The family of Latoya James, a 37-year-old Black woman who was fatally shot by Georgia sheriff’s deputies during a drug raid of her cousin’s home, has filed a federal lawsuit against the sheriff and others involved, according to the Associated Press.
The family attorneys have made the argument that the case has many similarities to the death of Breonna Taylor in 2020, including a Black woman being killed by law officers after they forced their way into a home with minimal warning.
Filed Sunday, the civil lawsuit claims that the drug raid violated James’ civil rights. The lawsuit was filed only after the district attorney for Camden County decided not to bring criminal charges against the deputies involved in the death of James in April.
From the Associated Press:
The lawsuit names Camden County Sheriff Jim Proctor as a defendant as well as several deputies who took part in the fatal raid May 4, 2021. Filed on behalf of James’ 9-year-old daughter, the lawsuit seeks at least $25 million in damages. It argues deputies violated James’ rights by forcing entry without giving the home’s occupants time to answer their knock.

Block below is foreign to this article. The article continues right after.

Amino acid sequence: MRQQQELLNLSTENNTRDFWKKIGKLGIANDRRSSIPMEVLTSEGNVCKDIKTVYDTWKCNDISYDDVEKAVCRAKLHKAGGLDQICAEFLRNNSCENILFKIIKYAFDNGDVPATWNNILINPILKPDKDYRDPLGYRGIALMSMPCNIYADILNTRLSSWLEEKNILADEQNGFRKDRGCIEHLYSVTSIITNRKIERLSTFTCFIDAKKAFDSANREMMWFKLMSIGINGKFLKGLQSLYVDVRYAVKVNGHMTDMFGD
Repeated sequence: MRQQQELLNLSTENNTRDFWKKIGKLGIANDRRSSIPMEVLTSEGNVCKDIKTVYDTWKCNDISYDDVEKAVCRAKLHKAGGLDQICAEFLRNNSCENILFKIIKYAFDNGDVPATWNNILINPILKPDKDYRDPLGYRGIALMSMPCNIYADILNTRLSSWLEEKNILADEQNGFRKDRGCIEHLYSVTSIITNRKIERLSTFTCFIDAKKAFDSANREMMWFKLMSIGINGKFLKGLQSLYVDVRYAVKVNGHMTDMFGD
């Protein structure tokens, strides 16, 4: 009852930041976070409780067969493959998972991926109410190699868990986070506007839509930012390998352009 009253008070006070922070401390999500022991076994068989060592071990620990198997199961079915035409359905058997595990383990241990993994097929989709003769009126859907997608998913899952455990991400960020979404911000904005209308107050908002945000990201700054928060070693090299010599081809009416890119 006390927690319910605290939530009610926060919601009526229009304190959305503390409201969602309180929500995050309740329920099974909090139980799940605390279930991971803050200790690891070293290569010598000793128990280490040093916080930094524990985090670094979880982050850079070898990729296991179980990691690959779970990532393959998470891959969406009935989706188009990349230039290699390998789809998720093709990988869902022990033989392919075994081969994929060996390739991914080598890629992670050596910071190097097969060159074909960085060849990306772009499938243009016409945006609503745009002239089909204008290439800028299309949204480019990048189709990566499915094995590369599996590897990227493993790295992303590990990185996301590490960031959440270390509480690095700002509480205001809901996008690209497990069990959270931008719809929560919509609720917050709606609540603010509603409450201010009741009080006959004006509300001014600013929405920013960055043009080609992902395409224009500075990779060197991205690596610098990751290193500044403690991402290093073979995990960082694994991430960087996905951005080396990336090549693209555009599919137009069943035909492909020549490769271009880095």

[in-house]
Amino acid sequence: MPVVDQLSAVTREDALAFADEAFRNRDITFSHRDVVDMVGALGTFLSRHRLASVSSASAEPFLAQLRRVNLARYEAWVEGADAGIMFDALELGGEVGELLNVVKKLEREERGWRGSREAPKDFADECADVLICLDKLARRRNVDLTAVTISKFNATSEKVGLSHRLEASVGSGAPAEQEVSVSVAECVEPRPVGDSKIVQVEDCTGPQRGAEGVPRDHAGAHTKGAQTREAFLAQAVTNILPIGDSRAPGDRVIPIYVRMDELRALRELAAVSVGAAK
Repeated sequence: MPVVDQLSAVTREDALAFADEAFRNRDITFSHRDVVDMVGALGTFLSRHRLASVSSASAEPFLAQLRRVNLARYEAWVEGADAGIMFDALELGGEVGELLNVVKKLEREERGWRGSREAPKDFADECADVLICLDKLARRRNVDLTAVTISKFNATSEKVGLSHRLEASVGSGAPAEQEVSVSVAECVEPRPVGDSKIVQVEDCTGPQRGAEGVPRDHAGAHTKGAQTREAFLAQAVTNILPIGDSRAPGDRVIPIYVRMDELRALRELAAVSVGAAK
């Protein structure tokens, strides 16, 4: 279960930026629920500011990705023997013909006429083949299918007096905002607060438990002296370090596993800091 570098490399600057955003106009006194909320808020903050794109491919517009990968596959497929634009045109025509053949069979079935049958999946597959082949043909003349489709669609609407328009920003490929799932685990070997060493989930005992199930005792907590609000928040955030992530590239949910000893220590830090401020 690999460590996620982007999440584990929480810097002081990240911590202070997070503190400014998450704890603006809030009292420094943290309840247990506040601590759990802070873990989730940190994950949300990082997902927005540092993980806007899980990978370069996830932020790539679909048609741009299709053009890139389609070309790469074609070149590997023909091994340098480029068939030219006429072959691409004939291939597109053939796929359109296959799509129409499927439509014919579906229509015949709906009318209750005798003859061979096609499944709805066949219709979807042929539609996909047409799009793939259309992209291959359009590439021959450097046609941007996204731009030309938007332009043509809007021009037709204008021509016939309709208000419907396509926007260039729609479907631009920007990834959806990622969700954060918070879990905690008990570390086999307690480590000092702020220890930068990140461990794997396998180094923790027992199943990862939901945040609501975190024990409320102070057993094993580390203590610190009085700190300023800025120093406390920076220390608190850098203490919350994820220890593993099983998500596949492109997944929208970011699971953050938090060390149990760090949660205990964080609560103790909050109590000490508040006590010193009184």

James was spending the night at the home of her cousin, Varshan Brown, when deputies with a warrant to search for drugs knocked down the door of the darkened house at about 5 a.m. in Woodbine, located in Georgia’s coastal southeastern corner near the Florida line.
Body cam footage released by the Georgia Burea of Investigation shows deputies announcing themselves and then immediately forcing themselves inside the home. Within seconds, multiple gunshots were fired.
Much of the footage was blocked by a shield that the law officer was using during the drug raid. So the footage does not show who opened fire or James being fatally shot.
The lawsuit claims the bullets hit James in the shoulder and back as her cousin, Brown, and deputies were trading shots at each other. Brown was wounded, but attorneys for the family are claiming he opened fire unaware that it was law officers that were entering his home, according to the Associated Press.